Family affiliated extremism and the siege at the U.S. Capitol

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Source: Security Magazine
Family affiliated extremism and the siege at the U.S. Capitol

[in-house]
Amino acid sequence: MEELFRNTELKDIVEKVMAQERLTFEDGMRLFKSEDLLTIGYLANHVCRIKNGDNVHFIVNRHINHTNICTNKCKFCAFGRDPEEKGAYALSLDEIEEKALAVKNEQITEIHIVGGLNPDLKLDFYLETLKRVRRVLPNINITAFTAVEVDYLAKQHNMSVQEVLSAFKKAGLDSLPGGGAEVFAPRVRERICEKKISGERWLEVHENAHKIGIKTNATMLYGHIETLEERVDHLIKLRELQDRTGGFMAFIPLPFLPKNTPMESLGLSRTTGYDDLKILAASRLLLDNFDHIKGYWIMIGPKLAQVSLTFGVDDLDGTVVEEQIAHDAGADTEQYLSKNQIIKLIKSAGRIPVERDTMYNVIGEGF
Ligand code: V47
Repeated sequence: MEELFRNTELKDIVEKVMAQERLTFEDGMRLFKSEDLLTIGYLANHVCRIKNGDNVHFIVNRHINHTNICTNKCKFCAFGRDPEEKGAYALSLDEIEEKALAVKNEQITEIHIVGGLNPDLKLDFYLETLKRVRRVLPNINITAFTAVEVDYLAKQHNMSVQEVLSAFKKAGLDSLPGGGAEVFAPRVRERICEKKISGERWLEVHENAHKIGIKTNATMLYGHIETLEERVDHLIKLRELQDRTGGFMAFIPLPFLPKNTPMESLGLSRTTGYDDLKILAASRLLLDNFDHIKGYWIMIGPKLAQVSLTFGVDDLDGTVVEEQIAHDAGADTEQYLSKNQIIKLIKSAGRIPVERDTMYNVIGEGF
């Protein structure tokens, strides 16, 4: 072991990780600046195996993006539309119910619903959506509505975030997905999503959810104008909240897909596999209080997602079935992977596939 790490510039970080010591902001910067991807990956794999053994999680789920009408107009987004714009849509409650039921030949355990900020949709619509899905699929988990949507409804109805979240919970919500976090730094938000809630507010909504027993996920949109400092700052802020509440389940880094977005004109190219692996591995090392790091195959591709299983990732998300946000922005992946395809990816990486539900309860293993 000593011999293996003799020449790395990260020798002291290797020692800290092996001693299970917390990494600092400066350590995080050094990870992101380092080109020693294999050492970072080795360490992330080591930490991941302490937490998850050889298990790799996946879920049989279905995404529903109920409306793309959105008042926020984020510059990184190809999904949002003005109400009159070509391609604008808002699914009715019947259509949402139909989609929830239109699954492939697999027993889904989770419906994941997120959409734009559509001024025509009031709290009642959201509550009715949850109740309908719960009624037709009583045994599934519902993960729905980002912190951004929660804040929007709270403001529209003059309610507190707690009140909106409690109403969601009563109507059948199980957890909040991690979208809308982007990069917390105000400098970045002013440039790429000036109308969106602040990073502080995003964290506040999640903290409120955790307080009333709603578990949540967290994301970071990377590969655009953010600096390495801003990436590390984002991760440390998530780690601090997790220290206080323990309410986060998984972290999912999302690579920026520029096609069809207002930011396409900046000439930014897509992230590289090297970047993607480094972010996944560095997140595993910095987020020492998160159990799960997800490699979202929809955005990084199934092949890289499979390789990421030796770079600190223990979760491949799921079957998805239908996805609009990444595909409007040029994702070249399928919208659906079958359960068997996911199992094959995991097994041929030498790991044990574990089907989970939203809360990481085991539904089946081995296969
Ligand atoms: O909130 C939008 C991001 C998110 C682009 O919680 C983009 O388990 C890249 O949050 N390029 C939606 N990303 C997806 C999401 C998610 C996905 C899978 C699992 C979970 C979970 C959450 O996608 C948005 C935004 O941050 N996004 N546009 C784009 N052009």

Some 200 individuals have been charged with federal offenses connected to the siege at the U.S. Capitol on January 6, 2021. Among them are at least 15 examples of family affiliated extremism. These instances include: five sets of husbands and wives; two cases of fathers and sons, mothers and sons, brothers, and cousins; and an instance of father/daughter and brother/sister participation. Although of a different strain and less serious offenses—none specifically terrorism nor involving murder —such kin-connected radicalism is neither a new phenomenon nor one unique to the United States or elsewhere. In fact, in my 2019 book, I analyzed 118 global cases of family terror networks, including some 50 instances involving U.S.-based jihadists, sovereign citizens, militia, and white supremacy adherents. Illustrations of such family terror networks encompassed: multiple brothers (e.g., 2013 Boston Marathon bombers), husbands and wives (e.g., 2015 San Bernardino attack), fathers and sons (e.g., 2010 murders of two police officers in Arkansas), cousins (e.g., subverted attack at an armory in Illinois in 2015), and many more.

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